Re-focusing Transport and Land Use Planning Investment Appraisal Approaches to Make Them More Effective
D Halden, Derek Halden Consultancy, UK
The prevalence of secondary and cross sector benefits makes transport a particularly complex sector to value. This paper demonstrates how disaggregating the components of the value can make appraisal simpler, more accurate and more influential.
There is often a disconnect between the utility of transport systems, measured in terms of transport economic efficiency, and the utility to people, public agencies and businesses measured in terms of attractive opportunities to access places and of services.
The general principles of valuation in this paper follow the national UK standards set out in the Treasury "Green Book". The practical framework put forward follows recent UK government commitments to develop a clearer separation of transport market, business, policy and social appraisals to complement traditional economic appraisal techniques.
The approach has been demonstrated in the Highlands of Scotland where traditional economic appraisal techniques have been difficult to reconcile with wider policy. For example, supporting a local grocer in a remote village that might otherwise close can save residents travel time and money, as can an improved transport service to an alternative grocer, but using standard UK values of time to represent the value of these choices has little relationship with local perceptions of the utility of each approach. This means that transport analysis is often ignored by local politicians.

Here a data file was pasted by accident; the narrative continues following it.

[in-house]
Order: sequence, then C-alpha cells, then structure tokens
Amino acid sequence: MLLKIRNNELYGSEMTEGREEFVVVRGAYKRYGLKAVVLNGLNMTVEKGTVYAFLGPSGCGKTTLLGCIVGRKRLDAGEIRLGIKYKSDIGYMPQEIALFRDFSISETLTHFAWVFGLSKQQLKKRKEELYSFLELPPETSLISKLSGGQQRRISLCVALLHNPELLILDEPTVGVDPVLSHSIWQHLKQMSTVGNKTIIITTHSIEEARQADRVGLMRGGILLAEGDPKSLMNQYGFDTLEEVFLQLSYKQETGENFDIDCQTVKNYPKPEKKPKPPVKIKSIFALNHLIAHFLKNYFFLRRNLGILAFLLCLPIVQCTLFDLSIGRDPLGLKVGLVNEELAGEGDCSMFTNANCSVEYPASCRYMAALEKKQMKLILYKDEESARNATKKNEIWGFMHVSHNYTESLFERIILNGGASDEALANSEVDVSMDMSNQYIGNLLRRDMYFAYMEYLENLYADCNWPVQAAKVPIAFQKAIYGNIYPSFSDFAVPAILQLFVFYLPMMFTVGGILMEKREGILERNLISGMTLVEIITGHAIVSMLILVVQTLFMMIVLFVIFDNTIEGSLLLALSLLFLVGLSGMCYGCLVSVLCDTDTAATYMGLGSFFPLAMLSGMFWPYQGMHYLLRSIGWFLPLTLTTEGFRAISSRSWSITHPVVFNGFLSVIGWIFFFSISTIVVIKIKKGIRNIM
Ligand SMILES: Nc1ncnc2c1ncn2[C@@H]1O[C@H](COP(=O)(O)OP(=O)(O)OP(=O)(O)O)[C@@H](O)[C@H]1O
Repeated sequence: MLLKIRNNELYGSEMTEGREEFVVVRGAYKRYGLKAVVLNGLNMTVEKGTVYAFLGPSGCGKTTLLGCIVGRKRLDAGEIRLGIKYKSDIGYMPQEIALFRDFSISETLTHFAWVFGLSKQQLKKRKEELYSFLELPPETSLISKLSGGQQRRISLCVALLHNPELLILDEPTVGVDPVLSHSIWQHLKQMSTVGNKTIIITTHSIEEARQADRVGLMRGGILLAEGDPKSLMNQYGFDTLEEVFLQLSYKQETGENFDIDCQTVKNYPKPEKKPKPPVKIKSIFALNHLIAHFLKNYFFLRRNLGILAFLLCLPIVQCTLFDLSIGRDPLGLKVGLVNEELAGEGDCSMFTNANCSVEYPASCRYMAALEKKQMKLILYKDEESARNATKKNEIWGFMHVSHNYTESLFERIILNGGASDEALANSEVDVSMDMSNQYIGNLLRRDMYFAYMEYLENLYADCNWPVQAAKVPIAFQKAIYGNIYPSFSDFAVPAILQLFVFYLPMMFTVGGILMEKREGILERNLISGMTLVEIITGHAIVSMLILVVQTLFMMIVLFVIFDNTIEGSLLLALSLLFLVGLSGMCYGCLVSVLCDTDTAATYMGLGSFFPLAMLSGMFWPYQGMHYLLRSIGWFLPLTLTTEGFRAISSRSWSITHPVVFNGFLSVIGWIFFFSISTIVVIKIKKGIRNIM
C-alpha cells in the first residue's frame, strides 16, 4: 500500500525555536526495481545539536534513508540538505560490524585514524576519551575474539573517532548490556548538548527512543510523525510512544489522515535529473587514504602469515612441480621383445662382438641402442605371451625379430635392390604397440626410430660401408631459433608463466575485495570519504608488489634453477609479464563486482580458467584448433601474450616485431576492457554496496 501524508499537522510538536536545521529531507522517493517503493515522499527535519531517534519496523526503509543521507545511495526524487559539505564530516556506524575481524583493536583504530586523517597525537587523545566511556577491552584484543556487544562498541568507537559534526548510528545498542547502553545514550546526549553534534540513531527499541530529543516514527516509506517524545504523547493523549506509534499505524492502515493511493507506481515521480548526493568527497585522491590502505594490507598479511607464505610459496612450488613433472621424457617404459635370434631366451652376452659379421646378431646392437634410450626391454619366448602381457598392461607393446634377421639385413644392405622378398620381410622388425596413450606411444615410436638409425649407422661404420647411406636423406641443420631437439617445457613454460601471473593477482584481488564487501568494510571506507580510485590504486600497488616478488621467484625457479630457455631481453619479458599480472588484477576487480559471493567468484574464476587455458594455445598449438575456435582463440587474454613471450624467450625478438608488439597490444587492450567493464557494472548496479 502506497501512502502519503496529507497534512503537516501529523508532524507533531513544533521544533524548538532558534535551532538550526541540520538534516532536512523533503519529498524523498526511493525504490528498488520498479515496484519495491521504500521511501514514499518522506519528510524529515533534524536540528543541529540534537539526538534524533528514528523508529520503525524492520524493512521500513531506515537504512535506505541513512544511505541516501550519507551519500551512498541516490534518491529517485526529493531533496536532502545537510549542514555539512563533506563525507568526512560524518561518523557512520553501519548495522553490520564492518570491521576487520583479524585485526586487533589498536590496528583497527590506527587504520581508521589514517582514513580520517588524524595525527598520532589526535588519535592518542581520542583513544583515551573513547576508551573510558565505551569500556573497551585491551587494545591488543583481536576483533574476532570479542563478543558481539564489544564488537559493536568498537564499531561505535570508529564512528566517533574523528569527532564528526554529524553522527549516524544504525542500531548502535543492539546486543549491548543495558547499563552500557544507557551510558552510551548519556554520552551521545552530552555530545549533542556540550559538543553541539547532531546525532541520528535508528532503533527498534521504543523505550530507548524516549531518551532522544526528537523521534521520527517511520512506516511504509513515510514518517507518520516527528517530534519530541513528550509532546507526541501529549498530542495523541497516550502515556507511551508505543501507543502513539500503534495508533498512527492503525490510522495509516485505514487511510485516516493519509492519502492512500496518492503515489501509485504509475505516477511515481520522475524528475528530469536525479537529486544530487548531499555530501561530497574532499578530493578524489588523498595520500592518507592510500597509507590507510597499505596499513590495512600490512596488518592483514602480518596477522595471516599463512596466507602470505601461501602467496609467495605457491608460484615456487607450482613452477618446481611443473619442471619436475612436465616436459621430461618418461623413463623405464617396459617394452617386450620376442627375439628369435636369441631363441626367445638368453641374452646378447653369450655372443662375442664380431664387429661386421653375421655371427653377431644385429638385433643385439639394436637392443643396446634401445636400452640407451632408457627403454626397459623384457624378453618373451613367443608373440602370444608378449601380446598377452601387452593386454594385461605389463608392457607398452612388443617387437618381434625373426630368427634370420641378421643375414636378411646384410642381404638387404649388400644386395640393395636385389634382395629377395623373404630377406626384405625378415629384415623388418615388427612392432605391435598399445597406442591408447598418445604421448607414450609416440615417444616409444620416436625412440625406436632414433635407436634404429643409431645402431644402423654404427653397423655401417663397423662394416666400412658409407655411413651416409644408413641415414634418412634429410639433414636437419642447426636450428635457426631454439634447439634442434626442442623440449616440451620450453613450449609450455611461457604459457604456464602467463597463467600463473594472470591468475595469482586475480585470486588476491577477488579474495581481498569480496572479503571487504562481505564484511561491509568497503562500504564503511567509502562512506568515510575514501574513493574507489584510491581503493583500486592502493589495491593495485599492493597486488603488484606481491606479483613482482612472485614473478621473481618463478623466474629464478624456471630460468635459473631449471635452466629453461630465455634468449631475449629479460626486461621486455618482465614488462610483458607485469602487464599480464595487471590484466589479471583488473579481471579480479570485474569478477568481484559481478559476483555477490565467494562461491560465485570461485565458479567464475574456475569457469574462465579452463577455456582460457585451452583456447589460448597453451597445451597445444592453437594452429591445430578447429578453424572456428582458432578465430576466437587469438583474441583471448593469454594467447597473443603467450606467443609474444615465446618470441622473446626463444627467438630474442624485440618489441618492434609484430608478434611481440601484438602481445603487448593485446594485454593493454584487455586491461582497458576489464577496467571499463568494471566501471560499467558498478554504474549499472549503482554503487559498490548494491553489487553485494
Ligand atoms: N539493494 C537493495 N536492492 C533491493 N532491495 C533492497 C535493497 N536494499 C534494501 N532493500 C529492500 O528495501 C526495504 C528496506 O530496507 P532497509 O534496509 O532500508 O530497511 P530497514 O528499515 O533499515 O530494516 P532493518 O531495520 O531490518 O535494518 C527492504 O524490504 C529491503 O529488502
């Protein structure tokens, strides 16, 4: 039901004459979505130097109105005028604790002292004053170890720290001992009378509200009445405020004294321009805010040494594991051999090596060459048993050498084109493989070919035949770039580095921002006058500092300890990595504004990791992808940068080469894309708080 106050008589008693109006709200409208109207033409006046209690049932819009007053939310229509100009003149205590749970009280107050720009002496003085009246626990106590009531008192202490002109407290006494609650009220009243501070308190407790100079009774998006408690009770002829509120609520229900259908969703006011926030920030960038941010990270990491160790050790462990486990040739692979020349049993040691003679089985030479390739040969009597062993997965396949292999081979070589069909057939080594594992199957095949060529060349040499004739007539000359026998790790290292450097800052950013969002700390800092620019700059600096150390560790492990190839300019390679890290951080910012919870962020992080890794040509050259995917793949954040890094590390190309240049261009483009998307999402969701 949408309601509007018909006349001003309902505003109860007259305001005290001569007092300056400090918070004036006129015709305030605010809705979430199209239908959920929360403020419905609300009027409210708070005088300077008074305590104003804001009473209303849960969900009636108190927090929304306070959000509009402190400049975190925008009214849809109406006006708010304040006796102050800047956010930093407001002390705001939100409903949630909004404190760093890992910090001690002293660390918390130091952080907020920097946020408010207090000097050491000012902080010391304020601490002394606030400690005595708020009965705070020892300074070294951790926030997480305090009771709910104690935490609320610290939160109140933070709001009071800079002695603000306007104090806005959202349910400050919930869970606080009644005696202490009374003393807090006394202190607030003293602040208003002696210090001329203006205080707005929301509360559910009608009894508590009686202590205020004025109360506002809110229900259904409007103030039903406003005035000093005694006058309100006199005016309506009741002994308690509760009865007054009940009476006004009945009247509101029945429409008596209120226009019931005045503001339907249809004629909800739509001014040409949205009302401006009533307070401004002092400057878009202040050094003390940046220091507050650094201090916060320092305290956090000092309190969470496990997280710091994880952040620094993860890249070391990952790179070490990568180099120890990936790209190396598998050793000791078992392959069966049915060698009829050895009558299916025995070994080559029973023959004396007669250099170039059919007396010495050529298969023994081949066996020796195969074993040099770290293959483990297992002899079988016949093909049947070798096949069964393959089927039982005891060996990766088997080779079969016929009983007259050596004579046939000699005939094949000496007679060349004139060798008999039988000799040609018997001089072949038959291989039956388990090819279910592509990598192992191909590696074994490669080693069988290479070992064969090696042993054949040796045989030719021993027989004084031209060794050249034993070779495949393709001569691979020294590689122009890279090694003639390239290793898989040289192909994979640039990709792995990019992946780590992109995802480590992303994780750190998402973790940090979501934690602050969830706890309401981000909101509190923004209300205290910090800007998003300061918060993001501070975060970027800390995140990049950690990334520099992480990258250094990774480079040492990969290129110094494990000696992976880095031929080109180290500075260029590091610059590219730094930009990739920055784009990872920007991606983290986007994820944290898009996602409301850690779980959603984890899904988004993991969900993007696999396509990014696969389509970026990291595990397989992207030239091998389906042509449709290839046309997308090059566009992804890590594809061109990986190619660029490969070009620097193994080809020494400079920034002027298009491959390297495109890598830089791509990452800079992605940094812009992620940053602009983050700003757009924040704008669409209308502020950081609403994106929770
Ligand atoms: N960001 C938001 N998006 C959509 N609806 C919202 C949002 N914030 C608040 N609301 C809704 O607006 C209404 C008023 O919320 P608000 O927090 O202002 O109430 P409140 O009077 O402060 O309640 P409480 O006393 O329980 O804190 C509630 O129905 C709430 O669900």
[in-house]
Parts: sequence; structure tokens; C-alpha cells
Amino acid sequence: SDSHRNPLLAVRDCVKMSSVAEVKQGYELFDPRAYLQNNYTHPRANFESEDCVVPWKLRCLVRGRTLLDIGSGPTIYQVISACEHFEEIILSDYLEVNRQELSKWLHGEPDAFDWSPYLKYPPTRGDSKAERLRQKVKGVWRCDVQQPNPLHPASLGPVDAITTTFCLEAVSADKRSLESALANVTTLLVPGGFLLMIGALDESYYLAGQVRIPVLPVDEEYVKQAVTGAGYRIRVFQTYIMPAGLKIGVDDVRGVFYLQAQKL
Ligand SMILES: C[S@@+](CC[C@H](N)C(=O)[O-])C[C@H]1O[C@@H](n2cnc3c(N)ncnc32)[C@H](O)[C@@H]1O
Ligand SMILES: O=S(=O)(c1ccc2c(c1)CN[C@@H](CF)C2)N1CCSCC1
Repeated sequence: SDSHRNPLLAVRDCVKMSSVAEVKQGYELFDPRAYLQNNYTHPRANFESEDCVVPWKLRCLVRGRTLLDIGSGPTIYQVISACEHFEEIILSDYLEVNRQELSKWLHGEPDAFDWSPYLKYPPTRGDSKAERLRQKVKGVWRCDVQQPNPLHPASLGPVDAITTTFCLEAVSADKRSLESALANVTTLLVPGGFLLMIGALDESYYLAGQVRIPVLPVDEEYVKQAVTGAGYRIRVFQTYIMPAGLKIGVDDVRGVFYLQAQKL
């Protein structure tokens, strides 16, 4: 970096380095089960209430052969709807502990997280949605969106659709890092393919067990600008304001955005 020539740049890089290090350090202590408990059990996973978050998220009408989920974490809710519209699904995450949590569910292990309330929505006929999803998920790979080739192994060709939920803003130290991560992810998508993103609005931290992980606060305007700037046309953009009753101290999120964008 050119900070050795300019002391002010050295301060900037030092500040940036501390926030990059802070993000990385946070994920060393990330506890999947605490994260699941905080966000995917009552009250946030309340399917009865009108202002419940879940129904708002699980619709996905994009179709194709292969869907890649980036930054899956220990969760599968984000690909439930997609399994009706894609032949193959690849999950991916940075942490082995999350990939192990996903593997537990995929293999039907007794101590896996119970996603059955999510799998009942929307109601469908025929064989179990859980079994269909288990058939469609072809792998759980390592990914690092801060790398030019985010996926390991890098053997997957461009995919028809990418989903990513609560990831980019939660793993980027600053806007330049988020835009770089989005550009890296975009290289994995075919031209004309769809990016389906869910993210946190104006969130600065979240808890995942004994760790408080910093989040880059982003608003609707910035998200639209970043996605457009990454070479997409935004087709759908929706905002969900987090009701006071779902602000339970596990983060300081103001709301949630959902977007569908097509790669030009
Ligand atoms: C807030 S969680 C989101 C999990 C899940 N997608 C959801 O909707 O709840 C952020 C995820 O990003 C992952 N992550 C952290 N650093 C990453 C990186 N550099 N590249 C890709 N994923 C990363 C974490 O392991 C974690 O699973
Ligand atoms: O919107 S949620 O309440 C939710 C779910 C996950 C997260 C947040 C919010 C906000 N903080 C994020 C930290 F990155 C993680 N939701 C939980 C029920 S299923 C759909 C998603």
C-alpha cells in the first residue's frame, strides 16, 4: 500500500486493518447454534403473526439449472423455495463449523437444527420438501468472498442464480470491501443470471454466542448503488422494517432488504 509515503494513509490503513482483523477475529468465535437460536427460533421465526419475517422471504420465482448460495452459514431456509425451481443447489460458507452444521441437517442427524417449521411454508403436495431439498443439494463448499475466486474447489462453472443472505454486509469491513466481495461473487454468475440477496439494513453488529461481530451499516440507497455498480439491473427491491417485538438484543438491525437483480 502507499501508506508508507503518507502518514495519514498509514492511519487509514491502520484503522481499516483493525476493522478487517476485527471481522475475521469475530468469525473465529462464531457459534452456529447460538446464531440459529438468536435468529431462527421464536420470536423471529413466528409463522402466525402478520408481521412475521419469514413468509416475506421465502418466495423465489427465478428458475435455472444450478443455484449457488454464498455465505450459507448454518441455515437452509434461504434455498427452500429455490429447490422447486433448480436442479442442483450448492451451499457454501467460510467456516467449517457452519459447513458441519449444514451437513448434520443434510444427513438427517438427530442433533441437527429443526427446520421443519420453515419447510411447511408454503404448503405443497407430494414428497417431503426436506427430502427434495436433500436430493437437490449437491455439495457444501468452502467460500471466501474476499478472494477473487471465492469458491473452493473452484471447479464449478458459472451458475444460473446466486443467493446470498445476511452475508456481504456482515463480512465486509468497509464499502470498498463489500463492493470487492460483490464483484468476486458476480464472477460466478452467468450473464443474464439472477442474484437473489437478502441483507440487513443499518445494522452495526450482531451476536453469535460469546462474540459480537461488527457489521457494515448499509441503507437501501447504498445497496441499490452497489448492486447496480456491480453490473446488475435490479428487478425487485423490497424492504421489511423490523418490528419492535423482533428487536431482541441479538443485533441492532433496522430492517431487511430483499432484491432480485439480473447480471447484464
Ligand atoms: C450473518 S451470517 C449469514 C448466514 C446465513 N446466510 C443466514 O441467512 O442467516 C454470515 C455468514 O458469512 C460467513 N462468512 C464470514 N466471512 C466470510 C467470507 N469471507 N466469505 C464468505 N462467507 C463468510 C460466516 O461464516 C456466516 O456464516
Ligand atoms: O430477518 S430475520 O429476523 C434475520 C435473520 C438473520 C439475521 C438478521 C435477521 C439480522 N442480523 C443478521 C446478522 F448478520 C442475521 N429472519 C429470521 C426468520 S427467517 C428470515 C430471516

The market, business, policy and social appraisals align the appraisal findings more clearly with the prioritisation of potential resources to make the improvement. These appraisals also deliver more transparent findings within which any flaws in the representation of travel behaviour, market responses, spatial organisation, and impacts of marketing and information, can be understood and calibrated against the understanding of local stakeholders.
Through the appraisal of five, community based, transport interventions the approach shows that the core elements of value are derived from transport which facilitates better health, community cohesion, employability, education, training, participation in leisure and sport, and other factors.
The research also shows that despite the apparent complexity of the new approach, the required data is readily available to measure value, and to allow comparisons with other competing public spending priorities in transport, health, education, social work, employability, community development and environmental enhancement.
The very different results and priorities generated by this approach, when compared with traditional transport economic appraisal, demonstrate that society is complex and made up of many different sectors and communities, which each contribute value in different ways. The paper discusses the importance of these findings as society evolves and social values change. The potential for wider adoption of the pilot approach is being reviewed, raising challenging questions about the foundations of some aspects of current transport and land use planning practice.
Association for European Transport